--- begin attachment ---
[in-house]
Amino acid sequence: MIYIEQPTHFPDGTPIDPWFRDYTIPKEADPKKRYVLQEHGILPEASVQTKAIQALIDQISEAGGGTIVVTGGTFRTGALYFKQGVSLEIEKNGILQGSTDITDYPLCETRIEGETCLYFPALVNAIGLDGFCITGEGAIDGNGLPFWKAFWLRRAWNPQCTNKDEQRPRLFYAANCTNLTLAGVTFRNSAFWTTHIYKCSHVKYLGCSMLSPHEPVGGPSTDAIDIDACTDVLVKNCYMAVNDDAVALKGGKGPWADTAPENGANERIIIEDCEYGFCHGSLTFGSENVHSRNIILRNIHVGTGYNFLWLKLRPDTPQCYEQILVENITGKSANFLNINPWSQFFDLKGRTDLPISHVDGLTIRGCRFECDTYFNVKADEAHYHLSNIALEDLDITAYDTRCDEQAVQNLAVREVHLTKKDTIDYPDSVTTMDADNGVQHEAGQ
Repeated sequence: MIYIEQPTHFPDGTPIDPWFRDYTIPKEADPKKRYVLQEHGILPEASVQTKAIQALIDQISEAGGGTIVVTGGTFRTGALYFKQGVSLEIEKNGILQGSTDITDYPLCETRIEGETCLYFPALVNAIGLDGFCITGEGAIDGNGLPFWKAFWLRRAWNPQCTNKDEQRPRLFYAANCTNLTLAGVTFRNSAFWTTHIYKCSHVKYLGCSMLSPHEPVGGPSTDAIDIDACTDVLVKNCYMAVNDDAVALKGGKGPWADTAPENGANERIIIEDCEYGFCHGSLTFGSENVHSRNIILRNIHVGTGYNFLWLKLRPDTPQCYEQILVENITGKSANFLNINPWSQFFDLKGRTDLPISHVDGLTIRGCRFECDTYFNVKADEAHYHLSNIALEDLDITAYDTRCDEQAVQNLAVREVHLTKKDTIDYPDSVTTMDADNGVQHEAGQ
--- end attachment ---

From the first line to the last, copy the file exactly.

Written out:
[in-house]
Amino acid sequence: MIYIEQPTHFPDGTPIDPWFRDYTIPKEADPKKRYVLQEHGILPEASVQTKAIQALIDQISEAGGGTIVVTGGTFRTGALYFKQGVSLEIEKNGILQGSTDITDYPLCETRIEGETCLYFPALVNAIGLDGFCITGEGAIDGNGLPFWKAFWLRRAWNPQCTNKDEQRPRLFYAANCTNLTLAGVTFRNSAFWTTHIYKCSHVKYLGCSMLSPHEPVGGPSTDAIDIDACTDVLVKNCYMAVNDDAVALKGGKGPWADTAPENGANERIIIEDCEYGFCHGSLTFGSENVHSRNIILRNIHVGTGYNFLWLKLRPDTPQCYEQILVENITGKSANFLNINPWSQFFDLKGRTDLPISHVDGLTIRGCRFECDTYFNVKADEAHYHLSNIALEDLDITAYDTRCDEQAVQNLAVREVHLTKKDTIDYPDSVTTMDADNGVQHEAGQ
Repeated sequence: MIYIEQPTHFPDGTPIDPWFRDYTIPKEADPKKRYVLQEHGILPEASVQTKAIQALIDQISEAGGGTIVVTGGTFRTGALYFKQGVSLEIEKNGILQGSTDITDYPLCETRIEGETCLYFPALVNAIGLDGFCITGEGAIDGNGLPFWKAFWLRRAWNPQCTNKDEQRPRLFYAANCTNLTLAGVTFRNSAFWTTHIYKCSHVKYLGCSMLSPHEPVGGPSTDAIDIDACTDVLVKNCYMAVNDDAVALKGGKGPWADTAPENGANERIIIEDCEYGFCHGSLTFGSENVHSRNIILRNIHVGTGYNFLWLKLRPDTPQCYEQILVENITGKSANFLNINPWSQFFDLKGRTDLPISHVDGLTIRGCRFECDTYFNVKADEAHYHLSNIALEDLDITAYDTRCDEQAVQNLAVREVHLTKKDTIDYPDSVTTMDADNGVQHEAGQ